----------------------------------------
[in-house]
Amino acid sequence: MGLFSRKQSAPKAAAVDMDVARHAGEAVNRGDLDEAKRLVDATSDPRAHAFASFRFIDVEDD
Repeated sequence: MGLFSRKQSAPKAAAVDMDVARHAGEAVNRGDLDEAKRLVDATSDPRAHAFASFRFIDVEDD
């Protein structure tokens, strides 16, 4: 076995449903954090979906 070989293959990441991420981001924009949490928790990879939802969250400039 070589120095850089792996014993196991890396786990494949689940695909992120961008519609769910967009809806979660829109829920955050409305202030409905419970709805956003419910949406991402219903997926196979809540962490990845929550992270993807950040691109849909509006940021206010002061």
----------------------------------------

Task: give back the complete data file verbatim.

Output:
[in-house]
Amino acid sequence: MGLFSRKQSAPKAAAVDMDVARHAGEAVNRGDLDEAKRLVDATSDPRAHAFASFRFIDVEDD
Repeated sequence: MGLFSRKQSAPKAAAVDMDVARHAGEAVNRGDLDEAKRLVDATSDPRAHAFASFRFIDVEDD
């Protein structure tokens, strides 16, 4: 076995449903954090979906 070989293959990441991420981001924009949490928790990879939802969250400039 070589120095850089792996014993196991890396786990494949689940695909992120961008519609769910967009809806979660829109829920955050409305202030409905419970709805956003419910949406991402219903997926196979809540962490990845929550992270993807950040691109849909509006940021206010002061």